down, had to correct at last minute. Back to the left and into that long
right-hander again, it was. Will like he did a GS turn half way
through the return but it got him back on line and he was able to
carry that on the the steep section and clean in the air over the last
two jumps. Here is the difending champion,
wearing the white bib, he is the man that won this title. Two years ago.
Kueng. Matching Jansrud turn for turn across the snow. It could come
down to his skill in the air. Kept that one nice and tight. Just stood
tall for a second and pays the price. 15 hundredths behind but not
out of reach just yet. Patrick kueng with a slightly higher line there.
That is the line that Peter Fill took into this section, winding down
the windows Patrick Kueng and it has got away from him slightly. 16
hundredths of a second off the pace, getting bounced around the course,
cutting up as each racer puts their steel edges through the top surface
of the snow. It's a little clumsy looking at times from Patrick Kueng,
11 hundredths, he has clawed back a little bit of time. He might be in
the hunt for a provisional podium position. As he takes a risk off the
jump. Lands it, sets up for the next one. They are going crazy in the
finish. As Patrick Kueng goes first equal. They couldn't split them at
the top and Jansrud and Kueng are level. Sharing gold medal position
right now. What a race! Patrick Kueng was tied
with Jansrud on the first two splits. Splits. Went a bit behind as
he took a different line, it was much too high on the left-hand side
of the course, flapped in the air a couple of times and then his skis
skidded into that right-hander, but made it up over the only ger jump
and the Larkin to tie in the finish. Number 13.
Fouad Feuz is ready to race. He was quickest in the training run. He is
out on downhill day. The bronze medal list two years ago, first jump
solidly landed. Feuz wraps the poles round his body and shapes himself as
low as he dares for the next flight. Beautifully done. Lovely flight from
Feuz and he has himself a green light for his efforts.
Oh, what a jump there from Beat Feuz, he flew and flew and never
ending flight and the line is nice and early now, for the Swiss
downhill skier. 32 metres in the air, a little skid sideways but the
speed is fantastic. Two tenth, Feuz gets a hand down. The big man is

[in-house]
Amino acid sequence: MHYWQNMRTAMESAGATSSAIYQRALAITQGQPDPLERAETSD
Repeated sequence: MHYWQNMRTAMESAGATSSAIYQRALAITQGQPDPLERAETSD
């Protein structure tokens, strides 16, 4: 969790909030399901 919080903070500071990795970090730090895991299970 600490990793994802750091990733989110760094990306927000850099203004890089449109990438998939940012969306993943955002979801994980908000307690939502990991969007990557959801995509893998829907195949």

attacking the mountain in St Moritz, with a band this afternoon. Kueng
and Jansrud are the joint leaders but they might be denied by Beat
Feuz, who is leaving it all on the side of the mountain this afternoon.
Brilliant flight again. Beat Feuz clocks 119.2 kilometres per hour,
and tucks in, and takes gold medal position, Feuz into first, for
Switzerland. Fantastic run. That is how to do it. Beat Feuz owned the
lower section of this course, from the first jump he was faultless.
Great line over that jump. Set him up to carry the speed through that
compression right-hander, to the finish.
Now Johan Clarey, this is solid from the Frenchman.
Three greens all the way, he has the measure of the mountains so far. He
is in the hunt for the medals Johan Clarey. If he can hold it together,
that was a smooth flight, excellent landing. Left footed turn to follow
was beautifully executed. 1.03.9. 1.04. He is down, he is out
of the race. It looks innocuous enough as he thumps the snow in
frustration, thankfully off his speed was extinguished before he
arrive at the safety netting. Eric Guay is next to race for
Canada. He is off and running. Looking for the golden double. Guay
already the champion in the super-G last week.
Green all the way for Erik Guay, nothing wrong with this so far, that
is a good jump as well. Full control for Erik Guay. Still green for the
Canadian, 8 hundredth in front of Beat Feuz, massive flight there for
Guay. Slightly lower in the line, recovered well, didn't seem to cost
him any speed. Upper body slightly twisted. Was that a sign that the
brakes were applied? 1:03.9. Only just in the zone. Can't afford a
mistake, has to be absolutely clean. From here, to the foot of the
course. 120 flat. They are starting to celebrate that, the Swiss fans.
Can Erik Guay just squeeze in among the medals? 120.9 through the final
speed trap. Can he beat that? Silver for Guay. Erik Guay into second for
Canada. What a run, what a week for Erik
Guay. Erik Guay had a superb start, but then made a mistake, as he came
round the long right-hander, set up for the wall, just as he disappeared
out of view for a second you saw a ski flip away on him. He didn't
carry the speed down so lost time on that section.
Max Franz, 27-year-old Austrian who was in great on the downhill last
month, before he lost a ski, and lost his chance to challenge for
what was looking like a potential victory.
And the Swiss are starting to get a little concerned, the atmosphere has
changed slightly at the foot of the mountain as they have seen Max
Franz's times come up. The jumps haven't been so clever for Max